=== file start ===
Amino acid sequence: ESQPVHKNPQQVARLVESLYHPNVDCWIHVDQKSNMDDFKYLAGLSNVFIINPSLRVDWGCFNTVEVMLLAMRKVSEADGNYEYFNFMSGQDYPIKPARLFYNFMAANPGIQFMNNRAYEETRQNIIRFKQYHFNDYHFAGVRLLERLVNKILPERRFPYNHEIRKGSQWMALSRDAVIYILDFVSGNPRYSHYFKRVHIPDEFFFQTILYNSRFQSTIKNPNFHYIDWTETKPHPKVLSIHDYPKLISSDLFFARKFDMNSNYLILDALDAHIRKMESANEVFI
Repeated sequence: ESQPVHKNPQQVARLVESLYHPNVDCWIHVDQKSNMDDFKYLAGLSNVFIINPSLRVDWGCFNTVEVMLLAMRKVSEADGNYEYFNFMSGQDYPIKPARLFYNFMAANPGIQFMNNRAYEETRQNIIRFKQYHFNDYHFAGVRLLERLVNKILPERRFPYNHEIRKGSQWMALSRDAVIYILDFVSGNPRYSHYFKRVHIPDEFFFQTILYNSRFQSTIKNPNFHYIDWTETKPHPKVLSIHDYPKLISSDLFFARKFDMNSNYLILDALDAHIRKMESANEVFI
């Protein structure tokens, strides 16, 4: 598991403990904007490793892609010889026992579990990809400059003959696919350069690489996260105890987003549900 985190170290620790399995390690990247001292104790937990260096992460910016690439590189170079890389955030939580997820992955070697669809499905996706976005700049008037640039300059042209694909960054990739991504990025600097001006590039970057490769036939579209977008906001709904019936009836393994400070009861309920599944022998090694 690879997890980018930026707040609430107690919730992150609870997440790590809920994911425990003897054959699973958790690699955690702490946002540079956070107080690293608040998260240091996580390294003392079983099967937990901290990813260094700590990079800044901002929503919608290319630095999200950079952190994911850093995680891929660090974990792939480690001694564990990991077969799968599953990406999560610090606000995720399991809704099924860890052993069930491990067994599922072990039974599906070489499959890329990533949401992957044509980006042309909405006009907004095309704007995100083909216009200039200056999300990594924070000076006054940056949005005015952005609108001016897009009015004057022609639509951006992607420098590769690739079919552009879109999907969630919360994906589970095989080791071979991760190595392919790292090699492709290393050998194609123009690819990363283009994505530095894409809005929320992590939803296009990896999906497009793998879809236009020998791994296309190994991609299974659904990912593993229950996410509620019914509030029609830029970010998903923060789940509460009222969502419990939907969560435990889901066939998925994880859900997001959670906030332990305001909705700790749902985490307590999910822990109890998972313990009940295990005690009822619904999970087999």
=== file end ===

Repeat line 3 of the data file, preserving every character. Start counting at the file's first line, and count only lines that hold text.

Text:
């Protein structure tokens, strides 16, 4: 598991403990904007490793892609010889026992579990990809400059003959696919350069690489996260105890987003549900 985190170290620790399995390690990247001292104790937990260096992460910016690439590189170079890389955030939580997820992955070697669809499905996706976005700049008037640039300059042209694909960054990739991504990025600097001006590039970057490769036939579209977008906001709904019936009836393994400070009861309920599944022998090694 690879997890980018930026707040609430107690919730992150609870997440790590809920994911425990003897054959699973958790690699955690702490946002540079956070107080690293608040998260240091996580390294003392079983099967937990901290990813260094700590990079800044901002929503919608290319630095999200950079952190994911850093995680891929660090974990792939480690001694564990990991077969799968599953990406999560610090606000995720399991809704099924860890052993069930491990067994599922072990039974599906070489499959890329990533949401992957044509980006042309909405006009907004095309704007995100083909216009200039200056999300990594924070000076006054940056949005005015952005609108001016897009009015004057022609639509951006992607420098590769690739079919552009879109999907969630919360994906589970095989080791071979991760190595392919790292090699492709290393050998194609123009690819990363283009994505530095894409809005929320992590939803296009990896999906497009793998879809236009020998791994296309190994991609299974659904990912593993229950996410509620019914509030029609830029970010998903923060789940509460009222969502419990939907969560435990889901066939998925994880859900997001959670906030332990305001909705700790749902985490307590999910822990109890998972313990009940295990005690009822619904999970087999």